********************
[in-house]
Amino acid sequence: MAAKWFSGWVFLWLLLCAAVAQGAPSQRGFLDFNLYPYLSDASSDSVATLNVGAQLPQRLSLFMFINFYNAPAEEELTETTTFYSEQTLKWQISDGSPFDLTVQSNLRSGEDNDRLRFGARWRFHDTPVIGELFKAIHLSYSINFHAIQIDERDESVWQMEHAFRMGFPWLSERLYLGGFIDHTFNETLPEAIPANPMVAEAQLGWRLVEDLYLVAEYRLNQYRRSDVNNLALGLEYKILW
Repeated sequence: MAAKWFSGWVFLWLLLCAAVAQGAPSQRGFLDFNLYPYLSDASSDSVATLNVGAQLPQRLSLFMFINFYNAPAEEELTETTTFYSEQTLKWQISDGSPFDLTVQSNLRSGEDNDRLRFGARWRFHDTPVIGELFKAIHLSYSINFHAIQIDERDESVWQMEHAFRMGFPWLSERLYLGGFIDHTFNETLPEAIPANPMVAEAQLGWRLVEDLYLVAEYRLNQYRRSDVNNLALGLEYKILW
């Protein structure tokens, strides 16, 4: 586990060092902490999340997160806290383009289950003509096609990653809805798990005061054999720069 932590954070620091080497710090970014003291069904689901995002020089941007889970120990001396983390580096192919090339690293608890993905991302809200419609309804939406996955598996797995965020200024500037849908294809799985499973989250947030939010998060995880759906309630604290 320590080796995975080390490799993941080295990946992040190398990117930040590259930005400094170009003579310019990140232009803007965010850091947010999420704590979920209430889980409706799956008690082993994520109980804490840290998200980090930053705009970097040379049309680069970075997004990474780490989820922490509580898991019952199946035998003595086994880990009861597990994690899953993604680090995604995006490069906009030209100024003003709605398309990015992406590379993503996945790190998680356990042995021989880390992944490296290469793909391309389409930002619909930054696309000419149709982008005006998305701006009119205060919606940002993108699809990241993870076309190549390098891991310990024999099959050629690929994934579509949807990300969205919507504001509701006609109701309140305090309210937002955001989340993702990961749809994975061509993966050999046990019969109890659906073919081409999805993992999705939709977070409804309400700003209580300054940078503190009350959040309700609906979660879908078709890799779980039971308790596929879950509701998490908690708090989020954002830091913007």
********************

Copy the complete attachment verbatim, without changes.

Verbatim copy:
[in-house]
Amino acid sequence: MAAKWFSGWVFLWLLLCAAVAQGAPSQRGFLDFNLYPYLSDASSDSVATLNVGAQLPQRLSLFMFINFYNAPAEEELTETTTFYSEQTLKWQISDGSPFDLTVQSNLRSGEDNDRLRFGARWRFHDTPVIGELFKAIHLSYSINFHAIQIDERDESVWQMEHAFRMGFPWLSERLYLGGFIDHTFNETLPEAIPANPMVAEAQLGWRLVEDLYLVAEYRLNQYRRSDVNNLALGLEYKILW
Repeated sequence: MAAKWFSGWVFLWLLLCAAVAQGAPSQRGFLDFNLYPYLSDASSDSVATLNVGAQLPQRLSLFMFINFYNAPAEEELTETTTFYSEQTLKWQISDGSPFDLTVQSNLRSGEDNDRLRFGARWRFHDTPVIGELFKAIHLSYSINFHAIQIDERDESVWQMEHAFRMGFPWLSERLYLGGFIDHTFNETLPEAIPANPMVAEAQLGWRLVEDLYLVAEYRLNQYRRSDVNNLALGLEYKILW
């Protein structure tokens, strides 16, 4: 586990060092902490999340997160806290383009289950003509096609990653809805798990005061054999720069 932590954070620091080497710090970014003291069904689901995002020089941007889970120990001396983390580096192919090339690293608890993905991302809200419609309804939406996955598996797995965020200024500037849908294809799985499973989250947030939010998060995880759906309630604290 320590080796995975080390490799993941080295990946992040190398990117930040590259930005400094170009003579310019990140232009803007965010850091947010999420704590979920209430889980409706799956008690082993994520109980804490840290998200980090930053705009970097040379049309680069970075997004990474780490989820922490509580898991019952199946035998003595086994880990009861597990994690899953993604680090995604995006490069906009030209100024003003709605398309990015992406590379993503996945790190998680356990042995021989880390992944490296290469793909391309389409930002619909930054696309000419149709982008005006998305701006009119205060919606940002993108699809990241993870076309190549390098891991310990024999099959050629690929994934579509949807990300969205919507504001509701006609109701309140305090309210937002955001989340993702990961749809994975061509993966050999046990019969109890659906073919081409999805993992999705939709977070409804309400700003209580300054940078503190009350959040309700609906979660879908078709890799779980039971308790596929879950509701998490908690708090989020954002830091913007």